Inside Gaming: Nevada Casinos’ Endure Slight Revenue Decrease in March

Inside Gaming: Nevada Casinos’ Endure Slight Revenue Decrease in March

Inside Gaming: Nevada Casinos

Table Of Contents

  • NV Tops $1B in Revenue Again Despite Decline
  • Indiana, Iowa, and Montana Lawmakers Pass Sports Betting Bills
  • Tennessee House Also Votes in Favor of Sports Betting

NV Tops $1B in Revenue Again Despite Decline

It was another billion-dollar month for Nevada casinos in March, even if the total gaming win represented another decline for the state.

The monthly revenue report from the Nevada Gaming Control Board arrived yesterday, with the bottom line showing a win of almost $1.023 billion for the month, a slight decline of 0.12 percent year-over-year.

That marks a third straight month of declines in Nevada, adding up to a 1.25 percent decline for the first quarter of 2019. That said, over the past year (April 2018 through March 2019) the total win amount for casinos is up 1.92 percent.

Drilling down a little shows baccarat to have had a meaningful impact, where the win was down more than 54 percent from a year ago. Casinos took just over $53.6 million from the baccarat tables for the month compared to $117.2 million in March 2018 — enough of a difference to change the overall win amount from positive to negative.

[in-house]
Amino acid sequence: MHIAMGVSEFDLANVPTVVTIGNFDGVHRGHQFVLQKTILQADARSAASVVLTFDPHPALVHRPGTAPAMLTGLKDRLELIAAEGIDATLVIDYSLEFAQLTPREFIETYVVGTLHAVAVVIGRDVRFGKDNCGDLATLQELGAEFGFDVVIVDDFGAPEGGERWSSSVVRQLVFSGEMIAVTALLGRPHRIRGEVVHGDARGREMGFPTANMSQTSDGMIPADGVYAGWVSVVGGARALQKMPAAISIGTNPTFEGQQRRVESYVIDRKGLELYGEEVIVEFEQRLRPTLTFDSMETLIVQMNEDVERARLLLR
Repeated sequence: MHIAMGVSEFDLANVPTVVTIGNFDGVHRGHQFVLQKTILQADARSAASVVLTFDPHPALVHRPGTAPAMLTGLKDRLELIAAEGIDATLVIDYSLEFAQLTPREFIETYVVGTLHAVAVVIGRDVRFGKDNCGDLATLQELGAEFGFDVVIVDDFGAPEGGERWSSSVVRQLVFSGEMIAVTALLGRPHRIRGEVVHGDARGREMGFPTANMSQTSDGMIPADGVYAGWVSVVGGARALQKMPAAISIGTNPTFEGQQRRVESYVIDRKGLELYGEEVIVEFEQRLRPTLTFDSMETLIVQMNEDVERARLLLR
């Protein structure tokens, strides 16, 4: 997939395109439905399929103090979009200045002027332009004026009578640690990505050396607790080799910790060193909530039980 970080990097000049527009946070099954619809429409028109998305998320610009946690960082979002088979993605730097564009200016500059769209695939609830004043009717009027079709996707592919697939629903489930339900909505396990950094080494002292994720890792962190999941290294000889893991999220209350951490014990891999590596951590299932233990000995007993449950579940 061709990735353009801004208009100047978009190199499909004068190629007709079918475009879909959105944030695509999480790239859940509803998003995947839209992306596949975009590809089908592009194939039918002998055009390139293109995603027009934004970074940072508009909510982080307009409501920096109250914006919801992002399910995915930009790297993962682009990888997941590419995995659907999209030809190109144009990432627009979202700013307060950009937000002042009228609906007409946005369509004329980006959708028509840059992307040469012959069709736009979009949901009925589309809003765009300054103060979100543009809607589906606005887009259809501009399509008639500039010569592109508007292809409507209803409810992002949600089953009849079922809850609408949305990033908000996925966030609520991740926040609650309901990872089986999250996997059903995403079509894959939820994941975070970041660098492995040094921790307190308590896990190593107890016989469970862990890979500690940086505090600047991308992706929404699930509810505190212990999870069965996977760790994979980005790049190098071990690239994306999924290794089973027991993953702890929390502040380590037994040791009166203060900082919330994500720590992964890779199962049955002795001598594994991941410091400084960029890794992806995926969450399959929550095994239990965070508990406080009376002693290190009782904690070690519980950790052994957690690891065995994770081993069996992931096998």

Regarding to baccarat, NGCB Senior Research Analyst Michael Lawton noted that "volumes were down significantly compared to last year," and "wagering on the game was down 42.1 percent," per .

Countering the baccarat dip was a 43.5 percent increase in roulette revenue where a win of just over $41.7 million was the second-highest monthly total ever.

Sports betting, on the other hand, was down almost 4.8 percent after taking in $32.5 million in revenue despite $596.8 million being wagered — the most ever for a single month. According to Lawton, an estimated $346.6 million of that amount (about 58 percent) was bet on the NCAA Men’s Basketball Tournament.

Also having an impact was the Las Vegas Strip where casinos were down 3.83 percent from $573.9 million a year ago to $551.9 million in March.

Indiana, Iowa, and Montana Lawmakers Pass Sports Betting Bills

This week a revised version of previous sports betting legislation was approved by Indiana lawmakers in both the state House and Senate, meaning if Governor Eric Holcomb signs the bill sports betting could begin in the Hoosier state as early as this fall, reports the .

The bill was approved by a 59-36 margin in the House while the Senate voted 37-12 in favor. In addition to permitting the state’s casinos, racinos, and other facilities to begin offering sports wagering, the bill further allows to Gary riverboat casinos to relocate, including one to Terre Haute. Also included is a provision enabling racinos to begin offering table games in early 2020.

That news came just a couple of days after Iowa lawmakers similarly passed a bill that allows the state’s casinos and racetracks to offer sports betting. As , after the state Senate passed the bill last week, the House did likewise on Monday, sending the bill to Governor Kim Reynolds for her signature.